The fine quality of the good simple food produced here means the department can provide everything you need for a gourmet meal. The Aubrey produces beef of exceptional quality, there’s veal from Segala, and lamb and pork are also good as are cooked meats.
The Lot Valley is known for its excellent foie gras. Rivers and lakes ensure plenty of fresh fish on the menu including trout and crayfish. Many dishes use ceps (mushrooms) and fruit and nuts, like chestnuts and walnuts, in season.
Cheese lovers will be spoilt for choice between cows, goats and ewes milk cheeses. Try hard round Tomme mountain cheeses like AOC Laguiole and, of course, world famous Roquefort blue cheese. Visit Roquefort-sur-Soulzon, the birthplace of Roquefort ewes milk cheese. Ripened on oak shelves in the rock caves of Mont Combalou, the process hasn’t changed since the Middle Ages. Learn the legend of its accidental creation and find tastings in Roquefort village.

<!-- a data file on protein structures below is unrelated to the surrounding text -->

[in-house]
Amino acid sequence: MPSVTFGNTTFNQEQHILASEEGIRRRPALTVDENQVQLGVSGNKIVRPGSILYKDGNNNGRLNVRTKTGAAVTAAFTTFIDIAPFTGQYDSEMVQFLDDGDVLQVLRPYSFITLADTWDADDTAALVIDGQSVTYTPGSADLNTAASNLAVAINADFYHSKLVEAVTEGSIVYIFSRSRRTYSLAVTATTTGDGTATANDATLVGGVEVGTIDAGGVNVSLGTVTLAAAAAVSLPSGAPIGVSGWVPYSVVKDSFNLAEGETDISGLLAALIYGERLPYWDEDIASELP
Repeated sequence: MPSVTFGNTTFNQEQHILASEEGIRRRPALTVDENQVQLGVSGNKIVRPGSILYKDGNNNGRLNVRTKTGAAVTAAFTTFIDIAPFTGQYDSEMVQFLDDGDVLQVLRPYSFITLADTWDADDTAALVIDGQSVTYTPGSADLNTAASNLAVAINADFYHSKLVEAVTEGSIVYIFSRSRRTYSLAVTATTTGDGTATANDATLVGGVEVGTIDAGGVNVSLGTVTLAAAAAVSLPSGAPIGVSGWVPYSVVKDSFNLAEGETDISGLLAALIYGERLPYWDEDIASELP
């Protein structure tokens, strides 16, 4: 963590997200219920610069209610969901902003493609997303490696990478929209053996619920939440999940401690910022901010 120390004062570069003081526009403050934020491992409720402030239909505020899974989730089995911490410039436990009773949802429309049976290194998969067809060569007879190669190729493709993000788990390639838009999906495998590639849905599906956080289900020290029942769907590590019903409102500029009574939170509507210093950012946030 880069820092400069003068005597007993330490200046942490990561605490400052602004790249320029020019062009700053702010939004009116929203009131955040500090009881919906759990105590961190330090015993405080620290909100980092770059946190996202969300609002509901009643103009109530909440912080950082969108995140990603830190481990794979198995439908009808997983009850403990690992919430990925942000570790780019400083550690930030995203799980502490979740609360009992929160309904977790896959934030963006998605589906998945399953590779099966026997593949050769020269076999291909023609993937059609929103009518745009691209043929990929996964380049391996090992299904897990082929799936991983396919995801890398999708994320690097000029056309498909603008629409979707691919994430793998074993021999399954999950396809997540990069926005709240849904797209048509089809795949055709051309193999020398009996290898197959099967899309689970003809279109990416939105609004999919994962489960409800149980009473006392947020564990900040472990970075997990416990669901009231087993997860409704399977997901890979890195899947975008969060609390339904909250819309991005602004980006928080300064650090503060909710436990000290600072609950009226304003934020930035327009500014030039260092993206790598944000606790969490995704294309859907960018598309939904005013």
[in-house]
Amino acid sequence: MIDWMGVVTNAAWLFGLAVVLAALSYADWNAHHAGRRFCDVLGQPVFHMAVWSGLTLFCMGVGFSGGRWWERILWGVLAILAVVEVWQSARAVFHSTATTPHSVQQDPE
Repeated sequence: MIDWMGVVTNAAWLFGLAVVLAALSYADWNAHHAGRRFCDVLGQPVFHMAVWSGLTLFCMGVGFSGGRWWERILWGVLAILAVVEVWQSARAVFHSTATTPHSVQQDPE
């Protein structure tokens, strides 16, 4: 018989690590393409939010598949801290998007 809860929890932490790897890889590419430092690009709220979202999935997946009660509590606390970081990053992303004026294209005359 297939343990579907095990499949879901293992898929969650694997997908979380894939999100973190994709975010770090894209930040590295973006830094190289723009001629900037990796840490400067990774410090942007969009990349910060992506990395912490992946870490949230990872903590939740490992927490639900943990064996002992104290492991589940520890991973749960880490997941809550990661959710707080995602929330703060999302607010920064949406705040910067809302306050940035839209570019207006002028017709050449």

For wine, follow the AOC red and rose Route du Vins du Marcillac. The Tourist Office in Marcillac Vallon - tel: (00 33) 5 65 71 13 18 - has a brochure on cellars of all the area’s small producers. Try the local wines of Estaing and Entrygues-le-Fel from the Pays d’Olt region and delicious walnut or plum brandy.
Aveyron produces patisserie to make your mouth water. Ask for Fouace from Najac, almond croquants, echaudes a l’anis and a conical cake cooked on a stick by the fire known as gateau a la broche.
Country cuisine like tripous (sheeps tripe and veal parcels), stuffed cabbage, and a dried cod mix called estofinado, are shared with the Auvergne. Even if these don’t appeal, everyone visiting Aveyron should try aligot. Markets and fairs are great places to eat a helping of this signature dish made with pureed Tomme cheese and potatoes. For centuries it was the fare given by monks to pilgrims en route to Santiago de Comopostela. The original recipe used bread before potatoes arrived in Europe. The market at Villefranche-de-Rouergue is a great place for local produce and, if you’re lucky, you may hear the traditional d’Oc language being spoken beneath the stone arcades of place Notre-Dame.